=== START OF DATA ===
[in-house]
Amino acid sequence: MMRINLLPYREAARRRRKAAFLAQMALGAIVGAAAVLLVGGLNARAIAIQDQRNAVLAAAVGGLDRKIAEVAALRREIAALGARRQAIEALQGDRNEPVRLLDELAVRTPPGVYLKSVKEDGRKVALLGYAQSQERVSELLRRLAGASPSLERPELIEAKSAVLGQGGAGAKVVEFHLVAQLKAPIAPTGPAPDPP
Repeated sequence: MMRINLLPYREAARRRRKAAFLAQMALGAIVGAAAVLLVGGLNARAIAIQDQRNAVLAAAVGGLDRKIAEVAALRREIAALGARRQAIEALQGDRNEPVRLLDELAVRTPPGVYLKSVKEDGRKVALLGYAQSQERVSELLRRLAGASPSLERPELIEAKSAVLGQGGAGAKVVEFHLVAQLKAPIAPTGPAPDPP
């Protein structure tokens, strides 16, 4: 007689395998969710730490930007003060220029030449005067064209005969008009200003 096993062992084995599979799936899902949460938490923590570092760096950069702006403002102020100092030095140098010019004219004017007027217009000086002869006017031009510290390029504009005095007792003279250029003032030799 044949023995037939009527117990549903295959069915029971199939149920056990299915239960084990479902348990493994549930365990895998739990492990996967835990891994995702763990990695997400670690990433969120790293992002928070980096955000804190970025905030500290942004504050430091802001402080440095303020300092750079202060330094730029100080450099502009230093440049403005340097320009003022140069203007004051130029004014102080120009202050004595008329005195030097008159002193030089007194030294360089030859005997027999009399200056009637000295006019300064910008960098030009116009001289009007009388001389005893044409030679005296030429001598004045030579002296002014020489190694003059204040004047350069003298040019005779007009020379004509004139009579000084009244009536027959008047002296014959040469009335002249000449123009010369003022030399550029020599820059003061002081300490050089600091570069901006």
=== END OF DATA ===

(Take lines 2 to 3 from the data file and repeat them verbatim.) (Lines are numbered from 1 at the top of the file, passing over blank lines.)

Amino acid sequence: MMRINLLPYREAARRRRKAAFLAQMALGAIVGAAAVLLVGGLNARAIAIQDQRNAVLAAAVGGLDRKIAEVAALRREIAALGARRQAIEALQGDRNEPVRLLDELAVRTPPGVYLKSVKEDGRKVALLGYAQSQERVSELLRRLAGASPSLERPELIEAKSAVLGQGGAGAKVVEFHLVAQLKAPIAPTGPAPDPP
Repeated sequence: MMRINLLPYREAARRRRKAAFLAQMALGAIVGAAAVLLVGGLNARAIAIQDQRNAVLAAAVGGLDRKIAEVAALRREIAALGARRQAIEALQGDRNEPVRLLDELAVRTPPGVYLKSVKEDGRKVALLGYAQSQERVSELLRRLAGASPSLERPELIEAKSAVLGQGGAGAKVVEFHLVAQLKAPIAPTGPAPDPP